I stood, panting in the light of the setting sun, checking my watch to clock my heart rate and oxygen stats. It was getting dark quickly now, the last of the afternoon being smothered by the dripping night. Breath coming easier now, I began to trek back down the mountain, taking it much slower than my frantic run up.
I came to a juddering, hopping stop almost immediately, hissing in pain as the muscles in my feet rebelled against my steps. I half-collapsed, steadying myself against a convenient boulder and grasping my foot through the shoe.
My doctor had been recommending that I see a foot specialist near the Cheltenham area for over six months now, every time I came in for a sore throat or a medical certificate. ‘That’s going to grab you one day,’ he’d say sternly, nodding down at my foot.
He’d given me a rudimentary diagnosis, some sort of deep-muscle issue in the foot’s architecture that needed correcting, but he didn’t have the foot expertise to fully treat it.
‘I’ll get to it,’ I’d said to him, an accidental lie, but a lie nonetheless. I was just so busy, constantly moving around, meeting with clients and going for my runs.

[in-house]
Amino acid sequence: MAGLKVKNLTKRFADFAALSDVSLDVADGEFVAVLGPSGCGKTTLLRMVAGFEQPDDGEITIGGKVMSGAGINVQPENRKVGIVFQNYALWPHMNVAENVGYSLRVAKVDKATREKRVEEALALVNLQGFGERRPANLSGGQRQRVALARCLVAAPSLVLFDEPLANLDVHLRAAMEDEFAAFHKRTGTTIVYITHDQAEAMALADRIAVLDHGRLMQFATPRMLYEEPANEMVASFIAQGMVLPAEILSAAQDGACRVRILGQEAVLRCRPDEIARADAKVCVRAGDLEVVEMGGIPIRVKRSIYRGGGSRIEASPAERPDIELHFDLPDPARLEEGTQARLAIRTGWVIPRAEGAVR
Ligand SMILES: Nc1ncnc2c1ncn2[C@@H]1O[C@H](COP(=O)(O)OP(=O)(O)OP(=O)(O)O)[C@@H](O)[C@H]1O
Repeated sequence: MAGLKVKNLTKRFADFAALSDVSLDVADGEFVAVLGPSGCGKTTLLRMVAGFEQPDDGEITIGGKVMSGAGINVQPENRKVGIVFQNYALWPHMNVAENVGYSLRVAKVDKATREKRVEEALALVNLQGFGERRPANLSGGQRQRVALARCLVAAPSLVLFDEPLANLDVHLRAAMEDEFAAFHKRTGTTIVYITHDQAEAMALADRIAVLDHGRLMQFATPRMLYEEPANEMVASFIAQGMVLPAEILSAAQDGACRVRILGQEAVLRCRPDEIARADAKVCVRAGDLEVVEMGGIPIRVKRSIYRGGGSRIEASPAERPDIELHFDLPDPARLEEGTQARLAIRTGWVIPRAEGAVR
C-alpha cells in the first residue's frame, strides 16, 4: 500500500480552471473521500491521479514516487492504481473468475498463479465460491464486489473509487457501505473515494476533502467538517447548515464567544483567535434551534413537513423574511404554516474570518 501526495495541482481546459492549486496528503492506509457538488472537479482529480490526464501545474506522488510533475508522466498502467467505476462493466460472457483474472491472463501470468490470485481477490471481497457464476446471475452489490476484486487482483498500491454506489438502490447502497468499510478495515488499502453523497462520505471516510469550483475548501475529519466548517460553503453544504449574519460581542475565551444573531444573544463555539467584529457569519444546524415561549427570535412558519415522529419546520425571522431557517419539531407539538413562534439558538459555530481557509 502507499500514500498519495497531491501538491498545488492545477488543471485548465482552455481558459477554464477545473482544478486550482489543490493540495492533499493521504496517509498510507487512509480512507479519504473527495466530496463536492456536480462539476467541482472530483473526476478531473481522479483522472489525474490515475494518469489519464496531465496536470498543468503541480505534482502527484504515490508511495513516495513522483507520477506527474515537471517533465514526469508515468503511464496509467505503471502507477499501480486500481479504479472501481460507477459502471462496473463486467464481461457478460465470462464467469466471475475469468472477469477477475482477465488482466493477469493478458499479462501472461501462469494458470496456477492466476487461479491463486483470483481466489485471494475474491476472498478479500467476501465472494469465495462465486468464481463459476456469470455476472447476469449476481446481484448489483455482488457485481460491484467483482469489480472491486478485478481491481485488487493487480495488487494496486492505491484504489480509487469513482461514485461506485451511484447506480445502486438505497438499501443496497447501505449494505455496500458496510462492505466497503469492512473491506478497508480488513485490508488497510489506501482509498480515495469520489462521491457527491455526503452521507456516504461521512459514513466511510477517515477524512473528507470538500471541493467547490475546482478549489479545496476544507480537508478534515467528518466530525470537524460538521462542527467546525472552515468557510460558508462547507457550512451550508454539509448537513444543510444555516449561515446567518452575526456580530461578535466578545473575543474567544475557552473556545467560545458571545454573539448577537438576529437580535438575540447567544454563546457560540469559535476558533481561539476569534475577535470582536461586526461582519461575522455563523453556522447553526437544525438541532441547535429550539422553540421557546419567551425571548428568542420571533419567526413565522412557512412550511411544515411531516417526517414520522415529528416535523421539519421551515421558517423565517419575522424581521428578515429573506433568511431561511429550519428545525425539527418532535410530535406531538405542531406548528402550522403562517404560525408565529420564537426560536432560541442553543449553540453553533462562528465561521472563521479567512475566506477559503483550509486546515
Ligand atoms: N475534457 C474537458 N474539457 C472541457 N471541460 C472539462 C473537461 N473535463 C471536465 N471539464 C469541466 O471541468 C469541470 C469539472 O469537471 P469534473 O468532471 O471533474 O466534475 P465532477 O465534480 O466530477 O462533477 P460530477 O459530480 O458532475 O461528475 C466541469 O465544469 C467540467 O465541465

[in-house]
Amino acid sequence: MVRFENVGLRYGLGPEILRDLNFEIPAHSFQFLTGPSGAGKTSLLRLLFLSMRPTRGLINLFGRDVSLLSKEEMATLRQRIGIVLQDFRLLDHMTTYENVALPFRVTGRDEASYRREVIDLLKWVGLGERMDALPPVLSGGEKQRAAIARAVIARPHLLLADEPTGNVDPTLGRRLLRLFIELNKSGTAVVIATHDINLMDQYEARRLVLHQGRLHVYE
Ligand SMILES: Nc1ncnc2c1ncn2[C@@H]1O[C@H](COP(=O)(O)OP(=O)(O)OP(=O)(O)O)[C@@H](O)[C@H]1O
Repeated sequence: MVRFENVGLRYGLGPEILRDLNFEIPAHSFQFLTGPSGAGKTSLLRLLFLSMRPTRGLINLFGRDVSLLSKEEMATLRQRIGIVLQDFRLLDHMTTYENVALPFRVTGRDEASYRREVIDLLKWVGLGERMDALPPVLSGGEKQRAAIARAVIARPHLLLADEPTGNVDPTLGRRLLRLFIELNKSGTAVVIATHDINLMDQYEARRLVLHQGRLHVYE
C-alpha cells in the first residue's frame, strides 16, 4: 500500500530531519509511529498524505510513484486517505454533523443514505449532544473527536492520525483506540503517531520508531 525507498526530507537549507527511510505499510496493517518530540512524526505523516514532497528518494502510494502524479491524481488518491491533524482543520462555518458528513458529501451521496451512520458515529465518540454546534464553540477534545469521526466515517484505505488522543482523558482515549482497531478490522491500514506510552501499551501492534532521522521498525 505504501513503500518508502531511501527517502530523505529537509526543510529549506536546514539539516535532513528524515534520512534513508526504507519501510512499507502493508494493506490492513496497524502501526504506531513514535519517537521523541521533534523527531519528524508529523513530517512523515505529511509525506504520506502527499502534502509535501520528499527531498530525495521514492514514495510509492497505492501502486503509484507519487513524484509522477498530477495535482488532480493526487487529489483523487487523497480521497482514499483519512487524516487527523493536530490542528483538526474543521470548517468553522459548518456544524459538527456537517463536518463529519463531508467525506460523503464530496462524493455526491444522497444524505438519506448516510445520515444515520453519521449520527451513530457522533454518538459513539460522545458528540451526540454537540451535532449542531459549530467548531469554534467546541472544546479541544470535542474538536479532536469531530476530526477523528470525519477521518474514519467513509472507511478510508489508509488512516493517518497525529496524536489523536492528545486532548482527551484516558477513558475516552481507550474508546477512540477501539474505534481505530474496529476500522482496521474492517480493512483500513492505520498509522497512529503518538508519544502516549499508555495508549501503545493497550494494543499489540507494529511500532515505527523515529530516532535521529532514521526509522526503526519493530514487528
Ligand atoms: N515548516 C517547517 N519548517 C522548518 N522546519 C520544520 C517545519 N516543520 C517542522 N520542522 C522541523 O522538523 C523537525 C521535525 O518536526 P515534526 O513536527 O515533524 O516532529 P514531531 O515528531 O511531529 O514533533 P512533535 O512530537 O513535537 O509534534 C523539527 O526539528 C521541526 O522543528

‘So this is how I die,’ I grunted to myself, looking up for the now-gone sun. ‘Stranded on a mountain I was able to run up, but can’t even crawl down.’
Stupid. It probably would have only taken a custom orthotics fitting – how long could that have been? An hour? And now my foot wasn’t working, strong lances of pain shooting up my leg as soon as I put any pressure on it.
A low rumbling sounded from the bushes to my right, and I twisted to peer into the darkness – my tight running clothes suddenly leaving me feeling incredibly exposed.
Not like jeans would have helped you if you’re getting mauled by a bear.
I decided that I did not, in fact, want to die, and snapped off a big chunk of bush to use as my walking stick. Slowly, slowly…
I began to make my way down the mountain.